This is a motion by the defendant to dismiss Indictments Nos. 156-55, 159-55 and 160-55 on the grounds that they are deficient, that during the deliberations of the grand jury which returned the indictments an unauthorized person was present, and that the indictments were found and returned as a result of malice, bias, passion and prejudice.
"Grand Jury, Who May Be Present
The prosecuting attorney, the witness under examination, interpreters when needed and, for the purpose of taking the evidence, a stenographer may be present while the grand jury is in session, but no person other than the jurors, and the prosecuting attorney may be present while the grand jury is deliberating or voting. Upon request of the grand jury, the prosecuting attorney shall leave the jury room. The clerk shall, when requested by the grand jury, attend its sessions, but shall not attend its deliberative sessions." (Emphasis supplied.)
The original Rule 2:4-5, effective September 15, 1948, consisted of two paragraphs: paragraph (b) of that rule was deleted on November 10, 1949. Paragraph (a) of that rule was amended on September 9, 1953 to provide that the clerk of the grand jury does not have a right to attend the sessions of the grand jury as he formerly did, but the amendment provides that the grand jury may request the clerk to attend its sessions but he cannot attend the deliberative sessions. 1 N.J. Practice 421 -- Author's Comment to R.R. 3:3-6.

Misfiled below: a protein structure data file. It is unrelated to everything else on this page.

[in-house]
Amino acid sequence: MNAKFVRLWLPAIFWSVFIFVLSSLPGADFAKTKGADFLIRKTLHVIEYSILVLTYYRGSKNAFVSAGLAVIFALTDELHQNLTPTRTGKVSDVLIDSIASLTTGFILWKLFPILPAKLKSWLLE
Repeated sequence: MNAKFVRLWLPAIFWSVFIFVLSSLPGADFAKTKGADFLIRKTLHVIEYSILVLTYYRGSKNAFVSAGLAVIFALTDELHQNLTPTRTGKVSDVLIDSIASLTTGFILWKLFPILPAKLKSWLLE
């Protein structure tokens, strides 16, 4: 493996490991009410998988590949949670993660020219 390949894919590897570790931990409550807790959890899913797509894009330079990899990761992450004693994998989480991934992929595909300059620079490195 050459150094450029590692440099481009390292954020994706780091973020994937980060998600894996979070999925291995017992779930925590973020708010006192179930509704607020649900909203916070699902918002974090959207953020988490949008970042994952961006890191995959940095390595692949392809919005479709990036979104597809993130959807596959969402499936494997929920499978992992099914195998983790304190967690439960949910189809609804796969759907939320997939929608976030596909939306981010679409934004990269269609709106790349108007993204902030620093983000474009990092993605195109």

This rule is patterned after Rule 6(d) of the Federal Rules of Criminal Procedure , 18 U.S.C.A. , which was adopted February 8, 1946 and became effective March 21, 1946.
The affidavit of Esther N. Dilger, one of the grand jurors, recites:
"On the day the final deliberations of the Grand Jury took place * * * Mrs. Vi Gormley, * * * was present in the Grand Jury Room while the Grand Jury * * * was deliberating * * *."
The affidavit of Michael Greengrass, another grand juror, recites:
"Mrs. Gormley was present while testimony was being taken, while the Grand Jury deliberated on whether to return an indictment * * *."
Mrs. Gormley was a stenographer attached to the prosecutor's office, who had been previously appointed assistant clerk to the grand jury by an order of the assignment judge of Passaic County.
The answering affidavit of Mrs. Gormley does not unequivocally deny the above assertions but says:
"I was present at the time when the vote was taken on the indictments voted in the matter. I recall that no deliberations took place on this case at that time * * *."
It should be noted that the affidavits of Catherine Wooley and Messrs. Pfeil and Richardson, other members of the grand jury, offered by the State do not deny that Mrs. Gormley was present in the grand jury room during the deliberations; nor has the State offered any proof, other than the affidavit of Mrs. Gormley, that she was not present in the grand jury room during the deliberations.
It must, therefore, be found as a fact that Mrs. Gormley was present during the ...